In Part 1, we focused on public feature used to protect banknotes from counterfeiting. In this blog, we turn to hidden security features used in banknotes.  These features are often called ‘teller assist’ features or semi-overt. These are the design features or special inks used by cashiers or other people who have a little training or some device to help them see something. I am not talking about the super-secret features that are known only to government agents such as the US Secret Service or Interpol. These hidden features are disclosed by a central bank because they want industry experts to know about them. The hidden features include microprint, watermarks, UV fluorescent inks, and embedded threads.


Banknote printers will use very small type size to write messages that can only be seen with a magnifying glass or under other magnification. This is useful because many printing techniques used by counterfeiters cannot print such small letters. It is also a good feature because sometimes counterfeiters can be lazy and not even notice the small letters and just think it is a line. On the US100, there is written THE UNITED STATES OF AMERICA on Ben Franklin’s Jacket and also in the gold ink of the quill. Sometimes designers will even intentionally spell a work incorrectly in the microprint, qualifying this kind of “error” as a hidden security feature.


Watermark technology is a robust security feature that’s difficult to replicate because it is inside the paper. You can see them when you look at a banknote with light behind the note. This is how a cashier might look at your high denomination note.

Watermarks are created by using screens during the paper marking process to reduce the amount of paper fibers in the watermark image. It is most common to replicate a banknote portrait in the watermark.  On the US$100, the watermark is Ben Franklin’s head.  Watermarks on most US currency are not very detailed or clear. This is because the US uses a longer fiber to give high durability. But the long fiber and manufacturing process does not allow for detailed or multi-tonal watermarks used in most of the world’s banknotes. The US$5 watermark of Abraham Lincoln was so poor and easy to fake with a crude pencil drawing, that the US replaced Ole Abe with a large 5 watermark.  This change significantly reduced some types of counterfeits. Polymer banknotes don’t have watermarks.  Instead, plastic banknotes use windows and images printed (usually in white) in the windows.

United States 5 Dollars | 2013 | P-539
Source: Banknote World

UV Fluorescent inks

Many central banks will use invisible inks in their designs that can only be revealed when the banknote is exposed to ultraviolet light at a very specific wavelength. This hidden security feature is sometimes called a blacklight feature and can be seen when using a Banknote World UV Detector.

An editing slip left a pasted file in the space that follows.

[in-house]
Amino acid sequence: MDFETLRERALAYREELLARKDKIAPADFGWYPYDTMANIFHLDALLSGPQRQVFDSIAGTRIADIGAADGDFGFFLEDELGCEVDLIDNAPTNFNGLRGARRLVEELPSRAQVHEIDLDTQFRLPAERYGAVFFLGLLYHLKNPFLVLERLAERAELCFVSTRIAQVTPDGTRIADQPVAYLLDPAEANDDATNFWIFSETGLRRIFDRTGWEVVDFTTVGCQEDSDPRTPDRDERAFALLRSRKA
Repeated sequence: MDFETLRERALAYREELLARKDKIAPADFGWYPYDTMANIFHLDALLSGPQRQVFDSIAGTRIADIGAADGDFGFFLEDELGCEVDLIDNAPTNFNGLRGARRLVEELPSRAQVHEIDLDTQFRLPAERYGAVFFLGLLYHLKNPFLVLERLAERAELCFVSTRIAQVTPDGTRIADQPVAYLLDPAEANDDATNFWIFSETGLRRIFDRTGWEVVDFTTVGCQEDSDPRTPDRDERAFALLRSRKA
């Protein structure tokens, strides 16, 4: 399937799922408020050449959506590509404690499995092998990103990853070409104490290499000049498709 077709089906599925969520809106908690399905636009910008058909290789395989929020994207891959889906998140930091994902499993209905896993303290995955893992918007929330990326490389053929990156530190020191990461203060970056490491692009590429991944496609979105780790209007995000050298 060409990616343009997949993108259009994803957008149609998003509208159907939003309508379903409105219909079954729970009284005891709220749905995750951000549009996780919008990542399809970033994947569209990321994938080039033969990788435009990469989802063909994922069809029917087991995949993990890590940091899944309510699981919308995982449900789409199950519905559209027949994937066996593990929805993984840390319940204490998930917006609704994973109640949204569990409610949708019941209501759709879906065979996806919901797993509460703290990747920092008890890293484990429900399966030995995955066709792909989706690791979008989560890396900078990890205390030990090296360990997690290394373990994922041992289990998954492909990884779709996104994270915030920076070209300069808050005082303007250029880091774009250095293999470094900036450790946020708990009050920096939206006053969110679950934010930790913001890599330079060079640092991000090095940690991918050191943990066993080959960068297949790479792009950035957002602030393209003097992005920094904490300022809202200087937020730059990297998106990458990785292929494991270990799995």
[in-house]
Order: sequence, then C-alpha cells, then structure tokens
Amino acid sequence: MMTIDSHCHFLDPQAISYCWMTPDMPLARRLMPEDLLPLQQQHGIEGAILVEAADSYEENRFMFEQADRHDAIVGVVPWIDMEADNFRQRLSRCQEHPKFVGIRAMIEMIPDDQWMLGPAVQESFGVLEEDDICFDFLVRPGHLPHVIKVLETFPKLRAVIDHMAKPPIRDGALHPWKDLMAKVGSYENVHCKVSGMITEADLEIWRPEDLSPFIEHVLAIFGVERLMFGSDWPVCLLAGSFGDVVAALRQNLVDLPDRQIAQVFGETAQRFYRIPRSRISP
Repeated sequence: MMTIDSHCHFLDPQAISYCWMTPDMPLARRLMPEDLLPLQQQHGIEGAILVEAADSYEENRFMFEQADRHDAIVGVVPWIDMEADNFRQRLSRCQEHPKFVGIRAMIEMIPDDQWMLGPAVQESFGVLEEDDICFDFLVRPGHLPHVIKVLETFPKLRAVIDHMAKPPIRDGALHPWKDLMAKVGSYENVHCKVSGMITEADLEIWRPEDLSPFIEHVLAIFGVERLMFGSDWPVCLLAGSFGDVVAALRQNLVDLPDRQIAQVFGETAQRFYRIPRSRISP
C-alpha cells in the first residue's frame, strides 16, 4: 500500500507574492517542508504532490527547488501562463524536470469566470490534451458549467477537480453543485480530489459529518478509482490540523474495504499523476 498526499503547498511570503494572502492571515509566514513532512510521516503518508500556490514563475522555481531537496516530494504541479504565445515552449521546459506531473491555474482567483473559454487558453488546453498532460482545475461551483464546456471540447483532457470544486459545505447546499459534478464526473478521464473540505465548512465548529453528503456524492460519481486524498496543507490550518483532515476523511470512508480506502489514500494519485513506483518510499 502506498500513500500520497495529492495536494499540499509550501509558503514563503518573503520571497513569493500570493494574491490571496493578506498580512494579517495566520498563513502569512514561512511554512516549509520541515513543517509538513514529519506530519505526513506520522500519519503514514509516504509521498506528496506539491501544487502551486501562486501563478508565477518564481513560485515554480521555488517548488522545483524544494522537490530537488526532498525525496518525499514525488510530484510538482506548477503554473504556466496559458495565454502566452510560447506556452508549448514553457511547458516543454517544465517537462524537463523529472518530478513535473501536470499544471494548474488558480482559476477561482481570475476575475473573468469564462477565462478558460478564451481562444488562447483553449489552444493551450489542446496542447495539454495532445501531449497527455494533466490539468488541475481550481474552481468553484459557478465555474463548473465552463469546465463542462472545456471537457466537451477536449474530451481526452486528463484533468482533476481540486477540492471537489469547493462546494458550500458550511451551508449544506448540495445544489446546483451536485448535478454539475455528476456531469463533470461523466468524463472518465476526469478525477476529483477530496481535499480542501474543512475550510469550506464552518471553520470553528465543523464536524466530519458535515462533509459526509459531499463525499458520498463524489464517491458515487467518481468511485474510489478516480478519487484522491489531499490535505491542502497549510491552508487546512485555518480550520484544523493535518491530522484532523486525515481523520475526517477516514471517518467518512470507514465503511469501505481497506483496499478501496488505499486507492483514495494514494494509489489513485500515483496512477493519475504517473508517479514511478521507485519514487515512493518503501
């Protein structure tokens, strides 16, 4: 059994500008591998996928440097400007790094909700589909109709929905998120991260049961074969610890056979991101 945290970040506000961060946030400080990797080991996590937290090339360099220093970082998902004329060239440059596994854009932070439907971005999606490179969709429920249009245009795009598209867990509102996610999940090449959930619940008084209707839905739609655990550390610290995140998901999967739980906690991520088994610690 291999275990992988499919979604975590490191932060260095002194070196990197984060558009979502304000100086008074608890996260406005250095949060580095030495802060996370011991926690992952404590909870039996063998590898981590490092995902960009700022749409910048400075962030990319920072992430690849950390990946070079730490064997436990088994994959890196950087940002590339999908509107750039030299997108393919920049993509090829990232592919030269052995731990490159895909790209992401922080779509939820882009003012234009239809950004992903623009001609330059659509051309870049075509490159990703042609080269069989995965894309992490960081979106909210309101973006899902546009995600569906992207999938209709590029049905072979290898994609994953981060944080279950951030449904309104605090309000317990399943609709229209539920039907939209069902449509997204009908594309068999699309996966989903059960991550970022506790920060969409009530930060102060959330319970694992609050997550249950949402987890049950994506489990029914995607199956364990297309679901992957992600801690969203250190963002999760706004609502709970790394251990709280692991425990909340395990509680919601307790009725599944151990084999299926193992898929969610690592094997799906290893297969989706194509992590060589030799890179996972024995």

UV Venezuela 100,000 Bolivar Fuerte | 2017 | P-New
Source: Banknote World

Many countries will repeat in UV ink the denomination or a large image. The US only uses UV inks in their embedded threads. A ‘thread’ looks more like a metal wire inside the banknote that can only be seen when you have light behind the banknote (like a watermark). Many threads include UV ink and will light up under 365nm ‘black lights’. US banknotes that have threads are all different UV colors. The most common UV color is a greenish-yellow. This is because this type of ink is inexpensive and durable. Some other colors such as red and blue can fade when exposed to the sun or washed in a washing machine. 

Security Threads

Security threads have often been one of the best and most complex security features. The earliest threads were actually pieces of metal embedded in paper. One can see these start to be used in late 1940’s banknotes. Designers learned pretty quickly that the wire could be removed so banknote paper suppliers designed multilayer threads and began adding magnetic inks, holograms, UV inks and even color shifting inks. Threads are often used to authenticate and identify denominations in ATMs and other cash acceptance machines. Take a close look at US currency. You will see that the thread is at a different location on the 20, 50 and 100. Under UV they also light up different colors and show the actual denomination. More recently, security threads have become increasingly complex with the use of micro-optics. The blue strip in the US$100 is a thread that uses micro-optics. These features are extremely hard to mimic or replicate.

Serial Numbers

There are numerous benefits to including serial numbers as a security feature on the American $100 banknotes. Serial numbers ensure that no two individual notes are exactly alike. Each note has its own unique serial number, so a counterfeiter would need to have an extra process to change the number between each note. It would become obvious pretty quickly during banknote sorting and processing if the machines see the same number over and over again. Banks record the serial numbers of the notes that they distribute, which also protects against theft and robbery – notes in a block or sequence of serial numbers can be flagged as lost or stolen.


Protecting the integrity of the money supply is a crucial aspect of maintaining a stable economy and a stable society. The USA has done an excellent job of minimizing counterfeiting and protecting their currency by instituting the latest and best security features available into their bank notes. Look for these features on the American banknotes in your collection, and on other bills from around the world.

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